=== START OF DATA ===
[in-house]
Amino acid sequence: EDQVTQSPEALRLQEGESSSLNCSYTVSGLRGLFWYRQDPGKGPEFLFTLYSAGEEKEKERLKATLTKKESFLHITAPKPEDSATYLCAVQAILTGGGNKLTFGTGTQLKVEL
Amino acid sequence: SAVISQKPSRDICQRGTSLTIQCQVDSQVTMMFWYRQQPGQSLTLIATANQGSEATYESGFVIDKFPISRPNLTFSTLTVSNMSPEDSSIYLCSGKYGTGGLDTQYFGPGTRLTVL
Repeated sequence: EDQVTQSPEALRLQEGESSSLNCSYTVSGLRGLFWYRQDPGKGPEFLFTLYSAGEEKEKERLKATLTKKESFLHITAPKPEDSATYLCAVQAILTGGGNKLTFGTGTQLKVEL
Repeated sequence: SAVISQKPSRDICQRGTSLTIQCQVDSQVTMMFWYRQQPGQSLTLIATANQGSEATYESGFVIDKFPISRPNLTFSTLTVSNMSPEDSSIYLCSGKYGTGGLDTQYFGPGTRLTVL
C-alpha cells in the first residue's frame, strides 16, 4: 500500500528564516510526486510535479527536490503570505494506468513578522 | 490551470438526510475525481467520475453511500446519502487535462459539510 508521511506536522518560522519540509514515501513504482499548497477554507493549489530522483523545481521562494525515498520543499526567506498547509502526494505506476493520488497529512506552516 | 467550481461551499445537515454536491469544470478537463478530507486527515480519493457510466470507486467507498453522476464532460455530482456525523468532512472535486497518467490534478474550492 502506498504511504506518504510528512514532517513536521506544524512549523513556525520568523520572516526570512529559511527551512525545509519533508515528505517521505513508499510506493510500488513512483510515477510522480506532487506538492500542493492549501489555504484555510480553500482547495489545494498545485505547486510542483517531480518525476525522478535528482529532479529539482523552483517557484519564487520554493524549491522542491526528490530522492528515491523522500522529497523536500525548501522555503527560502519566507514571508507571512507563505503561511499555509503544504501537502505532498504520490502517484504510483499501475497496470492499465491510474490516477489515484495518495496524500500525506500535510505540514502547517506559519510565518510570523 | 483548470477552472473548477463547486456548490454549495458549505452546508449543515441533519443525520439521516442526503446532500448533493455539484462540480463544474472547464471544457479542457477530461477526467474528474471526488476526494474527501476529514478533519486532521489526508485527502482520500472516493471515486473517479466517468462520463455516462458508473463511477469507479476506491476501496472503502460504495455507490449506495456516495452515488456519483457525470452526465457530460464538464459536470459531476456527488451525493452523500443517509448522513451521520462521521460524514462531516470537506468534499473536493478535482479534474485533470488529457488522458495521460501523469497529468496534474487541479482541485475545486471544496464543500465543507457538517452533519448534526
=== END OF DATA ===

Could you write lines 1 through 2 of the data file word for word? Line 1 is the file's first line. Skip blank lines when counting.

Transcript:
[in-house]
Amino acid sequence: EDQVTQSPEALRLQEGESSSLNCSYTVSGLRGLFWYRQDPGKGPEFLFTLYSAGEEKEKERLKATLTKKESFLHITAPKPEDSATYLCAVQAILTGGGNKLTFGTGTQLKVEL